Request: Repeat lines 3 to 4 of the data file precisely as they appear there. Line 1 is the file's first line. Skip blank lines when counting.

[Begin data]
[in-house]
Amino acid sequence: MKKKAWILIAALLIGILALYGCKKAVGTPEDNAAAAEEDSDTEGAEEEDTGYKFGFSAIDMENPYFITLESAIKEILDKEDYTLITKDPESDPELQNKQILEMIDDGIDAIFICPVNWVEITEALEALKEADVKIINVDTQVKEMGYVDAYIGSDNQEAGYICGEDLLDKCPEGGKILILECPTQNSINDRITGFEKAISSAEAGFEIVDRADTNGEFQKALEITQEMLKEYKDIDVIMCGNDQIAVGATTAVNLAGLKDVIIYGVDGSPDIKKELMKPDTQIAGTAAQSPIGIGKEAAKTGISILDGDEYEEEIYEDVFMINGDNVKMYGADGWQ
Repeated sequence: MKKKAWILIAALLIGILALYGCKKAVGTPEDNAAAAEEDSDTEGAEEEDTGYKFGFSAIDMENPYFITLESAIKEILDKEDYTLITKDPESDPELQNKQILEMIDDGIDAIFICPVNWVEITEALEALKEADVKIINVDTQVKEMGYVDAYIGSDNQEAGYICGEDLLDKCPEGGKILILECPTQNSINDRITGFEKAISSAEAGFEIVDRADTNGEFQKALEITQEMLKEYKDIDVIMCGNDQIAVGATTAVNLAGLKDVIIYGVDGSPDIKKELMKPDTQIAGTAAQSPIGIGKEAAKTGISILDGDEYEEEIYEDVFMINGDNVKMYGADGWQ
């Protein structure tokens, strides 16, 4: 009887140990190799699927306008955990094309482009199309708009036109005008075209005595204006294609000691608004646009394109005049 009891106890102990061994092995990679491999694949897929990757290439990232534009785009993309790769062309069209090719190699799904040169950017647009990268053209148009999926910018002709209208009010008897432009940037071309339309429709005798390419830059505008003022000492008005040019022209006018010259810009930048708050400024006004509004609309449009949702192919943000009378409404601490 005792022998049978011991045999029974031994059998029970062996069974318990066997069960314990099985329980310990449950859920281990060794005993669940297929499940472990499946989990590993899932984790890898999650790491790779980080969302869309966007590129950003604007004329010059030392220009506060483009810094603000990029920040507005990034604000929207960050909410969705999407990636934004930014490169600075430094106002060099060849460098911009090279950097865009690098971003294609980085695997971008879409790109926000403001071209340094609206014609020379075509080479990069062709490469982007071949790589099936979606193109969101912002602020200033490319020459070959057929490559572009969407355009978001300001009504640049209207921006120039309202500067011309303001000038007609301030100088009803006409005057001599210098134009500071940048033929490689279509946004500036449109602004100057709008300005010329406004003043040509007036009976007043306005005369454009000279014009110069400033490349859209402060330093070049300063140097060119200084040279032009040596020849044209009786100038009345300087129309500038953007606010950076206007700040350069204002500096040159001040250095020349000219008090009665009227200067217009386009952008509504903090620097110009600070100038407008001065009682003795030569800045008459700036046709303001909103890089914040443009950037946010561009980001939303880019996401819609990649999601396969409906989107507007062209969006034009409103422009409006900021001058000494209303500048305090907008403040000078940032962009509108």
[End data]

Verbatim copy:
Repeated sequence: MKKKAWILIAALLIGILALYGCKKAVGTPEDNAAAAEEDSDTEGAEEEDTGYKFGFSAIDMENPYFITLESAIKEILDKEDYTLITKDPESDPELQNKQILEMIDDGIDAIFICPVNWVEITEALEALKEADVKIINVDTQVKEMGYVDAYIGSDNQEAGYICGEDLLDKCPEGGKILILECPTQNSINDRITGFEKAISSAEAGFEIVDRADTNGEFQKALEITQEMLKEYKDIDVIMCGNDQIAVGATTAVNLAGLKDVIIYGVDGSPDIKKELMKPDTQIAGTAAQSPIGIGKEAAKTGISILDGDEYEEEIYEDVFMINGDNVKMYGADGWQ
């Protein structure tokens, strides 16, 4: 009887140990190799699927306008955990094309482009199309708009036109005008075209005595204006294609000691608004646009394109005049 009891106890102990061994092995990679491999694949897929990757290439990232534009785009993309790769062309069209090719190699799904040169950017647009990268053209148009999926910018002709209208009010008897432009940037071309339309429709005798390419830059505008003022000492008005040019022209006018010259810009930048708050400024006004509004609309449009949702192919943000009378409404601490 005792022998049978011991045999029974031994059998029970062996069974318990066997069960314990099985329980310990449950859920281990060794005993669940297929499940472990499946989990590993899932984790890898999650790491790779980080969302869309966007590129950003604007004329010059030392220009506060483009810094603000990029920040507005990034604000929207960050909410969705999407990636934004930014490169600075430094106002060099060849460098911009090279950097865009690098971003294609980085695997971008879409790109926000403001071209340094609206014609020379075509080479990069062709490469982007071949790589099936979606193109969101912002602020200033490319020459070959057929490559572009969407355009978001300001009504640049209207921006120039309202500067011309303001000038007609301030100088009803006409005057001599210098134009500071940048033929490689279509946004500036449109602004100057709008300005010329406004003043040509007036009976007043306005005369454009000279014009110069400033490349859209402060330093070049300063140097060119200084040279032009040596020849044209009786100038009345300087129309500038953007606010950076206007700040350069204002500096040159001040250095020349000219008090009665009227200067217009386009952008509504903090620097110009600070100038407008001065009682003795030569800045008459700036046709303001909103890089914040443009950037946010561009980001939303880019996401819609990649999601396969409906989107507007062209969006034009409103422009409006900021001058000494209303500048305090907008403040000078940032962009509108």